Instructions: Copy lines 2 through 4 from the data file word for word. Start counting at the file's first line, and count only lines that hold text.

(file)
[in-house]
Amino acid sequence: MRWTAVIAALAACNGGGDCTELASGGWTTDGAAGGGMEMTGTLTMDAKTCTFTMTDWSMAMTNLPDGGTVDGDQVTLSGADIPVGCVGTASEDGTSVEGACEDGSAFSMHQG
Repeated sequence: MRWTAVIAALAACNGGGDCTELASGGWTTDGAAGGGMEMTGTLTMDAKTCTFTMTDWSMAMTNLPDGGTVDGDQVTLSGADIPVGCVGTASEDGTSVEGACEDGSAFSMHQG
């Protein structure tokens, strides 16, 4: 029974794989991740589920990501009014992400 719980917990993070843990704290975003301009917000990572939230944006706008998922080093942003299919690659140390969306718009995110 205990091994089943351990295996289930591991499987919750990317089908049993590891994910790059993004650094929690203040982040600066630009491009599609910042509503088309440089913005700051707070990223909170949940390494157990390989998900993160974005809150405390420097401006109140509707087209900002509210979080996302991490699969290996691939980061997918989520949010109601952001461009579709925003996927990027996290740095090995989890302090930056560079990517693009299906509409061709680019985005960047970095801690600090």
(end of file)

Amino acid sequence: MRWTAVIAALAACNGGGDCTELASGGWTTDGAAGGGMEMTGTLTMDAKTCTFTMTDWSMAMTNLPDGGTVDGDQVTLSGADIPVGCVGTASEDGTSVEGACEDGSAFSMHQG
Repeated sequence: MRWTAVIAALAACNGGGDCTELASGGWTTDGAAGGGMEMTGTLTMDAKTCTFTMTDWSMAMTNLPDGGTVDGDQVTLSGADIPVGCVGTASEDGTSVEGACEDGSAFSMHQG
């Protein structure tokens, strides 16, 4: 029974794989991740589920990501009014992400 719980917990993070843990704290975003301009917000990572939230944006706008998922080093942003299919690659140390969306718009995110 205990091994089943351990295996289930591991499987919750990317089908049993590891994910790059993004650094929690203040982040600066630009491009599609910042509503088309440089913005700051707070990223909170949940390494157990390989998900993160974005809150405390420097401006109140509707087209900002509210979080996302991490699969290996691939980061997918989520949010109601952001461009579709925003996927990027996290740095090995989890302090930056560079990517693009299906509409061709680019985005960047970095801690600090």